- Nano-Scale and Atomistic Modelling: Admittedly, this application area does have a distinct flavor of medical advantages for things like targeted medicine delivery, but there are also many other potential uses as well. While these types of simulations and visualizations are similar to the materials simulations detailed below, they are being developed in order to simulate and visualize atom to atom processes. These simulations are being used in medicine and drug development to simulate targeted medicine and drug delivery to specific cells at the actual molecular levels where the processes are occurring. This type of simulation is invaluable as it enables drug engineers to better design the specific targeted drug delivery systems which are used to get the medicine transported to the exact cellular location where it can be most effective. These targeted delivery systems have the lofty goal of greatly reducing side effects of specific medications by lowering the required dose, enabling the invention of entirely new drug therapies. Just like the other areas of this type of analysis, the mathematical and computational methods for modelling these molecular interactions have existed before, but now, with the advent of advanced computing power, the large numbers of these calculations required to do these kinds of analysis can now be handled relatively easily and used to create detailed simulation models.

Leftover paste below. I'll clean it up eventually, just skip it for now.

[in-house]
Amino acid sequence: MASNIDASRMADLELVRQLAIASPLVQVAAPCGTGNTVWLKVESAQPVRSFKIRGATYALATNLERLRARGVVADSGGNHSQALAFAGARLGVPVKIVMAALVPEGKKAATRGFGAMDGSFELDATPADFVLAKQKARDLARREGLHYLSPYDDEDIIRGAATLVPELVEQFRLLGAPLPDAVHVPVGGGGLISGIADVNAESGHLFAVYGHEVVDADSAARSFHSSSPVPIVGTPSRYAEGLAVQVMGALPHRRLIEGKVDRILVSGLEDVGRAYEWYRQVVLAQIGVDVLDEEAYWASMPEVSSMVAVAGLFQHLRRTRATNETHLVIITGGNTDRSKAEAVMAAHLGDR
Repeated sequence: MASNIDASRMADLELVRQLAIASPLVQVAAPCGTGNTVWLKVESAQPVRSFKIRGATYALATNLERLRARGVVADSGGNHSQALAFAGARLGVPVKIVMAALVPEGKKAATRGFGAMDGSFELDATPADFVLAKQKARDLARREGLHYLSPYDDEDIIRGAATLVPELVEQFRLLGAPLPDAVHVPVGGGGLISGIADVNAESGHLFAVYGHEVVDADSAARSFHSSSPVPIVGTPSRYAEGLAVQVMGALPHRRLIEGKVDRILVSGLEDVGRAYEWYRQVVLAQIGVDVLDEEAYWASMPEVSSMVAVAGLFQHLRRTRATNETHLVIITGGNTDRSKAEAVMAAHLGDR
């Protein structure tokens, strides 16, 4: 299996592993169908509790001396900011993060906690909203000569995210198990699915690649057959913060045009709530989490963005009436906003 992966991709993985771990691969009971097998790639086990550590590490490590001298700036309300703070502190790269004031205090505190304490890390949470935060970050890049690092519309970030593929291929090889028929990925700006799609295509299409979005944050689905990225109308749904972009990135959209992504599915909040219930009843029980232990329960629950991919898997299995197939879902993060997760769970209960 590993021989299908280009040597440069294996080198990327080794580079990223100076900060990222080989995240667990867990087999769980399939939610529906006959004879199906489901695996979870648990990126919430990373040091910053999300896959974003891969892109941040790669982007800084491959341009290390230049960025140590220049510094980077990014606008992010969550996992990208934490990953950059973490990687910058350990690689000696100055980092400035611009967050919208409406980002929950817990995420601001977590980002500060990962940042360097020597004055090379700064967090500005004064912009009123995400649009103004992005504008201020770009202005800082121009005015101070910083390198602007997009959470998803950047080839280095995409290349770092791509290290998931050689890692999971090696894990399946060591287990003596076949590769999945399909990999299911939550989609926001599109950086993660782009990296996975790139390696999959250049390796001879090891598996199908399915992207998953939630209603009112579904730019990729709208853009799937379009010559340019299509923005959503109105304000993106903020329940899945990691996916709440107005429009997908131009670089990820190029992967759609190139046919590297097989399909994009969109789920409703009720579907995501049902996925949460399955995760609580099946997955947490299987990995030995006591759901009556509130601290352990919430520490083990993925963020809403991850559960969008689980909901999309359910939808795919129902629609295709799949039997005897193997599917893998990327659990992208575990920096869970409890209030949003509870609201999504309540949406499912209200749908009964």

- Materials Science: In nano-coated materials where coatings and lattice structures must be tightly controlled, individual vacancies and diffusion processes can now be simulated and visualized before even undergoing the nano-coating process. All aspects of engineering material’s molecule to molecule interactions (electrostatic, etc) can be simulated and brought into the macro scale in order to learn more about the actual processes.
- “Normal” machine applications (crash simulations, electrical simulations, etc): Not to be left out, there are still a number of other engineering fields that really do benefit greatly from the new fields of interactive, dynamic simulations. Extremely detailed, dynamic crash simulations are now used to optimize and design every aspect of automotive cars and crash systems. While these simulations may not be “Interactive” in the sense of today’s use of the word, they are done today specifically in the realm of optimization with modular pieces of equipment at the assembly level. In this way, dozens of various analyses can be run over and over to fully optimize each section of the full assembly with the end result being a fully optimized part. Detailed animations can now be created to prove full correlation validations against real world tests, thereby validating the model for use in other analyses, and greatly reducing the amount of costly testing that must be performed. In a single sentence, this means a better designed, cheaper, and safer car, airplane, or other piece of machinery can be created.
Image from The New York Times
The golden era of engineering simulation and model construction is truly upon us, thanks to the leaps in computational technology over the past decade. The world of the small and hidden and big and dynamic is coming into view and getting clearer by the second. The results of which will continue to be realized by the average joe.
Cover photo by Perth CAD Services